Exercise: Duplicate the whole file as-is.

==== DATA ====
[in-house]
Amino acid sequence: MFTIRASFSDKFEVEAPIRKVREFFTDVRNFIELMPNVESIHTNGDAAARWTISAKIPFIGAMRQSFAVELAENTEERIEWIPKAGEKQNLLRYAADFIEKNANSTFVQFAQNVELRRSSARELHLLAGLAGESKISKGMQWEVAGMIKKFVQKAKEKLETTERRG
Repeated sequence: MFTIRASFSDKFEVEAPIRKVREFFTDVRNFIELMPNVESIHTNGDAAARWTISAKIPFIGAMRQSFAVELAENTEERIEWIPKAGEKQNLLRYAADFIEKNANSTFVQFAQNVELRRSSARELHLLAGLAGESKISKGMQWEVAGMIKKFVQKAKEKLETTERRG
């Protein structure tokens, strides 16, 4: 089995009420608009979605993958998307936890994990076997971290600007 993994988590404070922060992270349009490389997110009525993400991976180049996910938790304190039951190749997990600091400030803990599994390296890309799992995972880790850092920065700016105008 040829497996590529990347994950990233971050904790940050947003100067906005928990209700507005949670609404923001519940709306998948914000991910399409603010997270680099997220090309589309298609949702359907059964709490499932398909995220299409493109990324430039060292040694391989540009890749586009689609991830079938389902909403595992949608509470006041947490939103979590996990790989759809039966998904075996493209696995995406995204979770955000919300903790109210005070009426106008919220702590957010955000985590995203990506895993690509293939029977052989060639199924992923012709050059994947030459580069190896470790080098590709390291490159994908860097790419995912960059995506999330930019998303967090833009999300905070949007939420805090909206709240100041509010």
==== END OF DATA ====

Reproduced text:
[in-house]
Amino acid sequence: MFTIRASFSDKFEVEAPIRKVREFFTDVRNFIELMPNVESIHTNGDAAARWTISAKIPFIGAMRQSFAVELAENTEERIEWIPKAGEKQNLLRYAADFIEKNANSTFVQFAQNVELRRSSARELHLLAGLAGESKISKGMQWEVAGMIKKFVQKAKEKLETTERRG
Repeated sequence: MFTIRASFSDKFEVEAPIRKVREFFTDVRNFIELMPNVESIHTNGDAAARWTISAKIPFIGAMRQSFAVELAENTEERIEWIPKAGEKQNLLRYAADFIEKNANSTFVQFAQNVELRRSSARELHLLAGLAGESKISKGMQWEVAGMIKKFVQKAKEKLETTERRG
């Protein structure tokens, strides 16, 4: 089995009420608009979605993958998307936890994990076997971290600007 993994988590404070922060992270349009490389997110009525993400991976180049996910938790304190039951190749997990600091400030803990599994390296890309799992995972880790850092920065700016105008 040829497996590529990347994950990233971050904790940050947003100067906005928990209700507005949670609404923001519940709306998948914000991910399409603010997270680099997220090309589309298609949702359907059964709490499932398909995220299409493109990324430039060292040694391989540009890749586009689609991830079938389902909403595992949608509470006041947490939103979590996990790989759809039966998904075996493209696995995406995204979770955000919300903790109210005070009426106008919220702590957010955000985590995203990506895993690509293939029977052989060639199924992923012709050059994947030459580069190896470790080098590709390291490159994908860097790419995912960059995506999330930019998303967090833009999300905070949007939420805090909206709240100041509010």